- Published on Friday, 17 August 2012 03:51
- Written by NASONGELYA KILYINGA
- Hits: 612
THE Ministry of Information, Youth, Culture and Sports has ordered all sports associations that had sent athletes to the just concluded 2012 London Olympics, to submit to the government a detailed assessment of their participation into the Games.
Director of Sports in the Ministry, Leonard Thadeo, said Minister Fenella Mukangara had demanded to get a detailed assessment from all sports associations that participated into the quadrennial games, which shall include preparations made in the past four years prior to travelling to London for the games.
Thadeo, who represented the minister at an occasion to welcome home Team Tanzania from London on Wednesday night at Blue Pearl Hotel in Dar es Salaam, said that a detailed assessment will be important for both sports associations and the government to chart a way forward as the country bid to improve athletes’ performance at such high level competitive events.
“We want to know in detail what happened in the past four years, how did they (athletes) attain qualification for the games, how and where did our athletes attend training, who was in charge of their training, where did they fail and what should be done,” said Thadeo, adding that rather than see this as a failure, the country must see it as an opportunity to rebuild.
Without giving a deadline, Thadeo said the assessment should be submitted to the Tanzania Olympic Committee (TOC), which will eventually submit it to the ministry. He said the minister will then meet all sports associations planning to send athletes to the 2016 Rio de Janeiro Olympics Games.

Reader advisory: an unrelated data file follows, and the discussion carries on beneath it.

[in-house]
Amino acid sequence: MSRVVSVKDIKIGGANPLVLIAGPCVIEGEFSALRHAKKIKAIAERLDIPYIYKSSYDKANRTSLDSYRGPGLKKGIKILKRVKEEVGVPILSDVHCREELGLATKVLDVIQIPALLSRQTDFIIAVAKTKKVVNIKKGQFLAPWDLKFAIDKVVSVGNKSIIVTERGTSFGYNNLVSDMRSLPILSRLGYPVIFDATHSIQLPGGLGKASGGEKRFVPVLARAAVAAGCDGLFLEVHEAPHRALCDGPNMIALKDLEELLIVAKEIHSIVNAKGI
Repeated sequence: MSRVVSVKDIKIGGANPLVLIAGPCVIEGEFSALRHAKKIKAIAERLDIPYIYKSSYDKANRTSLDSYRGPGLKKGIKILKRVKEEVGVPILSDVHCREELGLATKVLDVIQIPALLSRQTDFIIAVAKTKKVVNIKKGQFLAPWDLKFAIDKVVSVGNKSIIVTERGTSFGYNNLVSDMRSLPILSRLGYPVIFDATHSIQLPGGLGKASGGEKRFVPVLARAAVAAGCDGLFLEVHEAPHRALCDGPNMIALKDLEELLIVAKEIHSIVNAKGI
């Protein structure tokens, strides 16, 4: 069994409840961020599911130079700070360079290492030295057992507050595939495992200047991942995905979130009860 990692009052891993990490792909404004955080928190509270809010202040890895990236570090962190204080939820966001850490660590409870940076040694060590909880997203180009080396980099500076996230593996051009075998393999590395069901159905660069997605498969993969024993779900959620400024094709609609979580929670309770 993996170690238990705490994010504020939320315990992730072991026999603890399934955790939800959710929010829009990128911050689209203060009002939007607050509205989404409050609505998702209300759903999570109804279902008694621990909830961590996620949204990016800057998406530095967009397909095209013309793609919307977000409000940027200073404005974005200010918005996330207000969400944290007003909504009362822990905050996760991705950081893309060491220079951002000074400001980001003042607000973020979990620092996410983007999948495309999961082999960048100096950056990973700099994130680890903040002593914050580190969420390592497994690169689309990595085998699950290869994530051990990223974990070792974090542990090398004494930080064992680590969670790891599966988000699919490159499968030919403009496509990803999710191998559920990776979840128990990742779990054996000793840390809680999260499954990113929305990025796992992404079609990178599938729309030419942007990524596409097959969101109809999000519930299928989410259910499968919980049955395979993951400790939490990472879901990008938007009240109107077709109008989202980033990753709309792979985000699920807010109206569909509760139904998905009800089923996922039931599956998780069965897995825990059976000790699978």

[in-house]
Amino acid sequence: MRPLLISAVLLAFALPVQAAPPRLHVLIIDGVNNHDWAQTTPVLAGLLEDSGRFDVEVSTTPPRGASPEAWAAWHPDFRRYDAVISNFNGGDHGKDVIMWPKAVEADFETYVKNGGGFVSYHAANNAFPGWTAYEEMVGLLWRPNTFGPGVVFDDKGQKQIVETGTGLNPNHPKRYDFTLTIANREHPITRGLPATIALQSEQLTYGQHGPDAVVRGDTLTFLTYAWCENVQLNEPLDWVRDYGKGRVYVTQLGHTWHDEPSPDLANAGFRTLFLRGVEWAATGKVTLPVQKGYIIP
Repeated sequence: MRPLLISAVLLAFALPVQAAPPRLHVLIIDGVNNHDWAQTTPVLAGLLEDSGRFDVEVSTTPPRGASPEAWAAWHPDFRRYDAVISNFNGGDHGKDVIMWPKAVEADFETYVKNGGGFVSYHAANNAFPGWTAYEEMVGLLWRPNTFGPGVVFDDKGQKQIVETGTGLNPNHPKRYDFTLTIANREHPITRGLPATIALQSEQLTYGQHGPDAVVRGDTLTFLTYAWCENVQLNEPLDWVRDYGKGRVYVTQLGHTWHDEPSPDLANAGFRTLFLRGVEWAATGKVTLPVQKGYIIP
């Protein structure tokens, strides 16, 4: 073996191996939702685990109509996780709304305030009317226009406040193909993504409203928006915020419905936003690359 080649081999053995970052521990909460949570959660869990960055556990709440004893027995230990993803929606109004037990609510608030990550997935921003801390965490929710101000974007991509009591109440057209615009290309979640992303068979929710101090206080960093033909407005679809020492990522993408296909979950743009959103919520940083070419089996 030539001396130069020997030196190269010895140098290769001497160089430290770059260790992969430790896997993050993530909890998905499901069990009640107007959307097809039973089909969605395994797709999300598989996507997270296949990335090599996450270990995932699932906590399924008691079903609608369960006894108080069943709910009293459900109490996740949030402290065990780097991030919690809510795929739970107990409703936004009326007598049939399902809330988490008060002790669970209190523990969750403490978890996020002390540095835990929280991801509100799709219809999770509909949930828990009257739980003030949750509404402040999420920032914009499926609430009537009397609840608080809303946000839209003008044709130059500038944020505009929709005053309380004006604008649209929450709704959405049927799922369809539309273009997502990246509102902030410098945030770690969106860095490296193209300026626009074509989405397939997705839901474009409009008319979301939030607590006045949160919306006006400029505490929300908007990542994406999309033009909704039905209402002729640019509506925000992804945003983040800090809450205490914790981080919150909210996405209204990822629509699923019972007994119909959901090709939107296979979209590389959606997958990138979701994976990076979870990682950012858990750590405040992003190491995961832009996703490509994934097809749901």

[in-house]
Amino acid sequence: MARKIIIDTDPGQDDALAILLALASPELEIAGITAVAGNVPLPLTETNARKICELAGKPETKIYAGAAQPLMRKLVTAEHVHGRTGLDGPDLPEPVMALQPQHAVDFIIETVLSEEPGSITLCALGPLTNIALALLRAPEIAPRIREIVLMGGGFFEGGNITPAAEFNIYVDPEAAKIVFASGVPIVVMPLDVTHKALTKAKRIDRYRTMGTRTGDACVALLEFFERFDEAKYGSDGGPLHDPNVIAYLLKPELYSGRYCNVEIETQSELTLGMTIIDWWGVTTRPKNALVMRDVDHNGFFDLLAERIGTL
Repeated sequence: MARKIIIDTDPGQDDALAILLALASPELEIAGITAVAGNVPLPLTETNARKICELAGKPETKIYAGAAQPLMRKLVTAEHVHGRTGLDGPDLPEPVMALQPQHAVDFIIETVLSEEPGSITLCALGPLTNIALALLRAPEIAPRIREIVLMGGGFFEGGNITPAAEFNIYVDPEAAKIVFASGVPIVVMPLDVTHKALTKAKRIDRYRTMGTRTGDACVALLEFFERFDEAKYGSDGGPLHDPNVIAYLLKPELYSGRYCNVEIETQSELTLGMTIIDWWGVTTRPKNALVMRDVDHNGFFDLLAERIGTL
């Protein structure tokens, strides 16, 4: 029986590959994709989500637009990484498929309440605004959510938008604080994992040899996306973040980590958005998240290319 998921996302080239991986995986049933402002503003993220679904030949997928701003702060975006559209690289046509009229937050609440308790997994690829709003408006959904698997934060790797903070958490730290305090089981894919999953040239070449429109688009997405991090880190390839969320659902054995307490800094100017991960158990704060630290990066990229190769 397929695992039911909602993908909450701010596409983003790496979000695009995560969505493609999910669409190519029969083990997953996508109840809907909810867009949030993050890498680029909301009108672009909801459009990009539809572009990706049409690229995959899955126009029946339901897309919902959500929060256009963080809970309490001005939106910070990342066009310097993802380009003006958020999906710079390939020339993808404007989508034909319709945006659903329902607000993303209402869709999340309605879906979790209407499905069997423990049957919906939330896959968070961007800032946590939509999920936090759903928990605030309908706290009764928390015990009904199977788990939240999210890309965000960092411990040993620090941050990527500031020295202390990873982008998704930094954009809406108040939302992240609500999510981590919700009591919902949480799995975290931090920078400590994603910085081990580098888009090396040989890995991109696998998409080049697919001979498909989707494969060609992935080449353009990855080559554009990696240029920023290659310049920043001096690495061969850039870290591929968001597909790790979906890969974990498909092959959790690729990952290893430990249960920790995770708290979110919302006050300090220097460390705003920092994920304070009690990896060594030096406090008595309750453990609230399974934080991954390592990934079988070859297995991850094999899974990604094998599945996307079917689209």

However, Thadeo praised the local athletes for maintaining honour for the country because none tried an escape, while several other African nations including Cameroon saw their athletes disappearing while in Britain for Olympics.
David Ojong, the head of the Cameroon delegation, said five boxers, a swimmer and a female football player went missing. The reason for their disappearance is not known, amid some reports that they wanted to stay in the UK for economic reasons.
Athletes from Guinea and Cote d'Ivoire also went missing following the London Olympics. Earlier, the TOC president Ghulam Rashid warned against blame game, saying it will not take this nation anywhere.
“We shall therefore, not attempt any excuses or indulge in any unproductive blame game,” he said, adding that athletes tried their level best and reached the limit of their peak based on the kind of preparations they went through,” he said.
“Before pointing a finger to blame anybody one should ask him or her self such question as to whether do we have enough resources to attained the desired results, have we really invested enough in identifying talents, trained coaches and putting up required facilities,” he queried.
He also pointed out the fact that the London Olympics was not just a bad event for Tanzania alone but also for the entire continent. He said only ten African countries managed to get medals out of 53 nations, a scenario, which forced the Association of National Olympic Committees of Africa (ANOCA) to conduct an emergency meeting in London to discuss the way forward.
Rashid said countries such as Nigeria, which is regarded as Africa power house did not attain a single medal at the event, while Kenya and Ethiopia also struggled unlike in the past. He said it was noted that other countries outside Africa have resorted to a more sophisticated and scientific training that also targeted winning events that have always been dominated by African nations.
“There is no shortcut to this, rather than accepting that local sports associations lack resources to prepare athletes. The government and stakeholders should help to invest ... we also need to adopt to such scientific methods of training in order to compete favourably in top level events.
This, coupled with a system that put athletes’ welfare at the heart of planning and an atmosphere devoid of rancour and acrimony, we believed would guarantee us a couple of medals in the future,” he said.